Is the PPP a friend or a foe of the Baloch?

Forget about Interior Minister Rehman Malik. The madness shown by Senator Raza Rabbani and Pakistan’s new ambassador to Washington DC, Sherry Rehman,  over last week’s highly successful Congressional hearing on Balochistan reflects a very interesting fact: No matter how liberal some Pakistanis claim to be, their liberalism immediately transforms into hypocrisy when it comes to the issue of Balochistan. It is ironic that the same senator, Raza Rabbani, who was entrusted the Pakistan People’s Party the responsibility to address the Balochistan conflict by encouraging a peace process, has acted shamelessly on the floor of the Senate against some friends of democracy who have raised voice against the  Baloch genocide. Both Mr. Rabbani and Ms. Rehman have done themselves a disfavor by showing us all what it actually means to be a liberal and democrat in Pakistan.

Ambassador Sherry Rehman has truly disappointed all those people, particularly in America’s democratic institutions, by strongly condemning a proceeding in the US Congress which has called for the people’s right to self-determination.  Does Ms. Rehman not believe in human rights? Does she have a problem with those who stand by the Baloch people and condemn those who exercise extra constitutional measures to weed out political process and curb fundamental freedoms?

Why didn’t the PPP or liberals like Sherry Rehaman and Raza Rabbani have a problem when sixteen American scholars signed a letter to Secretary Hillary Clinton seeking a fair trail for Husain Haqqani? A that point,  we were told, Americans were the true friends and defenders of democracy because they were not raising voice for a Baloch activist but for a member of Pakistan’s liberal elite club. Nobody complained that Pakistan’s sovereignty was violated when Ambassador Haqqani was released on American pressure. Why should the Islamic Republic’s sovereignty be threatened now when pressure is being exerted in the right direction to stop human rights violations in Balochistan?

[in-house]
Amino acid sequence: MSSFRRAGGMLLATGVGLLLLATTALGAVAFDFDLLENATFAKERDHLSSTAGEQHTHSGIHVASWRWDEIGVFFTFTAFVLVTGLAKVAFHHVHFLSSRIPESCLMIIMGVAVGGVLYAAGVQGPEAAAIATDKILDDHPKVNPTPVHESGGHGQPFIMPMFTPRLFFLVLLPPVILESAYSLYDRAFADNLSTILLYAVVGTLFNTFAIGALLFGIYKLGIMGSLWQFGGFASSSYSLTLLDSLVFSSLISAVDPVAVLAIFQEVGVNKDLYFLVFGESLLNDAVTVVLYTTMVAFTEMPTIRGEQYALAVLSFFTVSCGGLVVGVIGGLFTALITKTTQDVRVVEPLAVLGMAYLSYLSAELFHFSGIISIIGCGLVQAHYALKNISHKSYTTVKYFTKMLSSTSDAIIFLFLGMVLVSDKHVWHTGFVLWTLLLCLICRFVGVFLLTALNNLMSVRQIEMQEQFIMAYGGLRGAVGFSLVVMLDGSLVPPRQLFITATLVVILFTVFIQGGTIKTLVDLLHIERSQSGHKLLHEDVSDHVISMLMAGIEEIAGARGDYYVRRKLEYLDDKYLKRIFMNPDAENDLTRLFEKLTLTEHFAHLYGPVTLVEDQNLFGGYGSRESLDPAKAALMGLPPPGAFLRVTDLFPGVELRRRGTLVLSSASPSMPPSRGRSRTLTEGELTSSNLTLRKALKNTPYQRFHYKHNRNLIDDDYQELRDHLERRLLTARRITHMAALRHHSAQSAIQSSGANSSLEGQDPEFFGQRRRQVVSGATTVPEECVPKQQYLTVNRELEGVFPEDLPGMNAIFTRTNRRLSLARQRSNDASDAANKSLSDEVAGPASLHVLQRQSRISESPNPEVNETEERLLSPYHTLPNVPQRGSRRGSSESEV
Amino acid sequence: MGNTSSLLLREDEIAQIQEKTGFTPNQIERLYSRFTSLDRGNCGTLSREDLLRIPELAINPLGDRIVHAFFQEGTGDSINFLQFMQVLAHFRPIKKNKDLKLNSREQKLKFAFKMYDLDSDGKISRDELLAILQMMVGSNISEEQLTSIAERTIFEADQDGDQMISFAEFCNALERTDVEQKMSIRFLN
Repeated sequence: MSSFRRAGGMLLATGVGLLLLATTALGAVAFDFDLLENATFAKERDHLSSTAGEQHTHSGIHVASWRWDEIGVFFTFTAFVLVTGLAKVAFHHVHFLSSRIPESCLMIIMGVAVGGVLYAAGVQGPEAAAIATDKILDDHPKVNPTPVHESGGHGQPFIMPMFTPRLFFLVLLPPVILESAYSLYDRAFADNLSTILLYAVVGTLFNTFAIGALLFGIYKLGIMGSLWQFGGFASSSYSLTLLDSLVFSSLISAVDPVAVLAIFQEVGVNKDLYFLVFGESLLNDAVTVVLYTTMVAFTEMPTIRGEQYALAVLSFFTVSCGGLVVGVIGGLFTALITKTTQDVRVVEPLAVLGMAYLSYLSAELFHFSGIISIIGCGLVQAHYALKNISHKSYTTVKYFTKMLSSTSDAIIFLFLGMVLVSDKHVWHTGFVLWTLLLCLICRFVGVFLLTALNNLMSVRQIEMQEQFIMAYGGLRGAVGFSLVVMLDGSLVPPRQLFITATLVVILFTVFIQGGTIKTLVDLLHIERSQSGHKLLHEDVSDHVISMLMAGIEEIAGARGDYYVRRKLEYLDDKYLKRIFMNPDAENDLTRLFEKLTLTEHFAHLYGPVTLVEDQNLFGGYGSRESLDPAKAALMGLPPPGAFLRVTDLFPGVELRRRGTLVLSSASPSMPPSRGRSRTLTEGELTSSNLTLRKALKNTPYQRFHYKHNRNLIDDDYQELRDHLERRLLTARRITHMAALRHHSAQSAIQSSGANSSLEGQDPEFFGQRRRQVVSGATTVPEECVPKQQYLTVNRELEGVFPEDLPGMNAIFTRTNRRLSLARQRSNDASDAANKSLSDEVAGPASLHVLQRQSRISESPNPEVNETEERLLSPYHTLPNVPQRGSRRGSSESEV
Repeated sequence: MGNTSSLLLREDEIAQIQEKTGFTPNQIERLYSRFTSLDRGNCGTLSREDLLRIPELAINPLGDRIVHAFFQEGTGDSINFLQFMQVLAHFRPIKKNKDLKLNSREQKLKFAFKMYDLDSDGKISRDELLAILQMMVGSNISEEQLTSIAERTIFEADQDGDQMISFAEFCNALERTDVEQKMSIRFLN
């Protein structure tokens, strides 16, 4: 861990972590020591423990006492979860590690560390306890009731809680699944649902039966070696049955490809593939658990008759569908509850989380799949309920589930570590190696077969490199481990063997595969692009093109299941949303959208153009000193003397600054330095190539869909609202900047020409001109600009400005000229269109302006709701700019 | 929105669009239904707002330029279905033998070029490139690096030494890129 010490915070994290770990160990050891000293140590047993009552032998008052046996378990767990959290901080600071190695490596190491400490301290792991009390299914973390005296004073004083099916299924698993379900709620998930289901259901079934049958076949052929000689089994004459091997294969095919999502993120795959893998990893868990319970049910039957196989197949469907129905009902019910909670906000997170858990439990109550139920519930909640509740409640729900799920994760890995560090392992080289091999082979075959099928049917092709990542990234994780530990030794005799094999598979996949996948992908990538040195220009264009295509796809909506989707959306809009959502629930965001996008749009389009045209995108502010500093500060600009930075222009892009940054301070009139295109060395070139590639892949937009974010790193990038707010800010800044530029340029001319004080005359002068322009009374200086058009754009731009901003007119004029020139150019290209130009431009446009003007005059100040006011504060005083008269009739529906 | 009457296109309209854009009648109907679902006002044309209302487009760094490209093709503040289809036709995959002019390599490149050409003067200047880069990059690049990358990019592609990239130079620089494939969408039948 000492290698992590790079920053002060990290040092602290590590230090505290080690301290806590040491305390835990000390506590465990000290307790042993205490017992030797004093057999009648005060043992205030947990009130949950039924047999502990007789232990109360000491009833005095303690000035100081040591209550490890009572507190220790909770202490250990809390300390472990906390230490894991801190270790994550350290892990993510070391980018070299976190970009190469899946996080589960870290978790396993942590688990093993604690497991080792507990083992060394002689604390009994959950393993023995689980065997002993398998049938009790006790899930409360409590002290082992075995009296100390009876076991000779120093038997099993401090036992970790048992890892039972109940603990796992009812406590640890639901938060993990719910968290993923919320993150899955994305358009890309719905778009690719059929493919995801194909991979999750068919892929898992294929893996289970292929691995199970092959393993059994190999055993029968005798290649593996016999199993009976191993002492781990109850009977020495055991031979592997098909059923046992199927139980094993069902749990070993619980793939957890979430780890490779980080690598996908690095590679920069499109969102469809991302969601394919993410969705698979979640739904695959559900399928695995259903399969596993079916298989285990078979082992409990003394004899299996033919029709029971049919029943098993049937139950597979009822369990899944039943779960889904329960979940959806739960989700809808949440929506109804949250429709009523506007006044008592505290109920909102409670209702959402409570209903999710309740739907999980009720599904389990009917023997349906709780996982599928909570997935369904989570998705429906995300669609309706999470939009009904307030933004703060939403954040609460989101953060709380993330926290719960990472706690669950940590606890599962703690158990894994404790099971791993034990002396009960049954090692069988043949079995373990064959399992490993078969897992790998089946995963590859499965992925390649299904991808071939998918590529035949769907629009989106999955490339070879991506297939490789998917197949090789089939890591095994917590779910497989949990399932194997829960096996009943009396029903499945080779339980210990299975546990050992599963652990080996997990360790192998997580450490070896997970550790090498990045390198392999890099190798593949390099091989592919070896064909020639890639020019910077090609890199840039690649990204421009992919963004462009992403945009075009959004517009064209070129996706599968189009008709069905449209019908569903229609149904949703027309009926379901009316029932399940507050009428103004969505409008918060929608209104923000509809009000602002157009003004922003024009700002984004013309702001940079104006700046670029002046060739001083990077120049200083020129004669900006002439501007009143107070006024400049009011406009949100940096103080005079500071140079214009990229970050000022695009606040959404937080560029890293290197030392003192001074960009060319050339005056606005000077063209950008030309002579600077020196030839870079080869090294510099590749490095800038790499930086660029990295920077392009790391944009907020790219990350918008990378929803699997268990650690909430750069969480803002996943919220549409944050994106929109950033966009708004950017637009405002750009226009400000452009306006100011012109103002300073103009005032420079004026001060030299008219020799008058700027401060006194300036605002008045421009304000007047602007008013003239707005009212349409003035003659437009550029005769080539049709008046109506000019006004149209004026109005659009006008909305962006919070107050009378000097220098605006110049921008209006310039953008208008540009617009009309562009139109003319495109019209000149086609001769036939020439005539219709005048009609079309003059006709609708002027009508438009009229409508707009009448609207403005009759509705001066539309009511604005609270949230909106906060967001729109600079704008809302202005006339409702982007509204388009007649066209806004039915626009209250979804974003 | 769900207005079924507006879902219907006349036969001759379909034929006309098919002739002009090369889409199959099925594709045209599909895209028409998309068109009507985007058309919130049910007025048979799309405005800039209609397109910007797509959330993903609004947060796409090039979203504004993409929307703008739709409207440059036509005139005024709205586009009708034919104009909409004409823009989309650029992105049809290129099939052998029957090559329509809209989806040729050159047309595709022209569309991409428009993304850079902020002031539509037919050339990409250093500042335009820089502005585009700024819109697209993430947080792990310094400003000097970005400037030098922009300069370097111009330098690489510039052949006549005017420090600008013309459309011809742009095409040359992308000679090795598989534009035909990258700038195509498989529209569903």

What else should we conclude from the double standard of PPP’s phony liberals? Perhaps,  Colonel (R) Ralpha Peters provided the right answer to the US Congressional Committee on Foreign Affairs: “In Pakistan… it is a democracy only as long as its military rulers allow it to be a democracy.” Thus, Mr. Rabbani and Ms. Rehman represent the same version of democracy. They have fooled the entire country of Pakistan by posing as champions of democracy when deep down in their minds resides a military mindset. They are as selectively democratic in their approach and the orders of their democracy are stretched as far as the red lines defined by the military. Otherwise, in Pakistan democracy is not more important than (what is always and exclusively defined by the military) the so-called national interest.

The PPP still owes a logical justification to the Baloch people for the brutalities its founding father, Zulfiqar Ali Bhutto, committed in 1970s. The Balochs have neither forgotten nor forgiven the PPP for removing the popular provincial government of National Awami Party (NAP) and then sanctioning  a deadly operation against the Baloch. Today, the bulk of PPP leadership has voluntarily become a tool in the hands of the Pakistani army. Ambassador Rehman has overdone herself in terms of pleasing the army considering the tragic exit of her predecessor Mr. Hussain Haqqani.

One thing is clear: Sherry Rehman is not Hussain Haqqani nor does she have his charisma and extensive network of friends and contacts in Washington DC. While siding with the camp of a military which carries out atrocities against unarmed civilians in Balochistan, she is inviting trouble and tough questions for herself in America’s think-tanks, media and all platforms where she will be invited to speak in the future. With limited experience of diplomacy, Ms. Rehman is almost committing diplomatic suicide in the West where no compromise is made on the issue of  human rights. Rhetorical terms like ‘national honor’, ‘sovereignty’  or ‘internal matter’ only sound good as long as one is interacting with a Pakistani general or speaking on a private news channel of the country. In the west, the civilized world does not, as it must not, surrender before oppressors by just calling it as an internal issue of one country.

With their immature reaction, the leaders of the PPP have further lost whatever trust and respect they had before the Balochs. Now, it is clear that the PPP does not even have an independent thought over Balochistan. The ruling party has just become a pawn in the hands of the army. The dominance of the army into the country’s polity was the root cause of the failure of the Mushahid Hussain Syed Parliamentary Committee and the Aghaz-e-Haqooq-e-Balochistan Package. Hence, the PPP leaders have undermined their own credibility, leaving the Balochs more skeptical about the former’s mandate to talk to the Baloch leadership.

Until the PPP liberates itself from urban elitism and anti-Baloch mode, will not have moral justification asking the Balochs to negotiate. People’s future lies with progressive and liberal people like the Balochs not the so-called champions of the national sovereignty. A country may survive while partly losing its sovereignty but it cannot survive when it loses its  motherly status and respect in front of its citizens due to its repressive policies.



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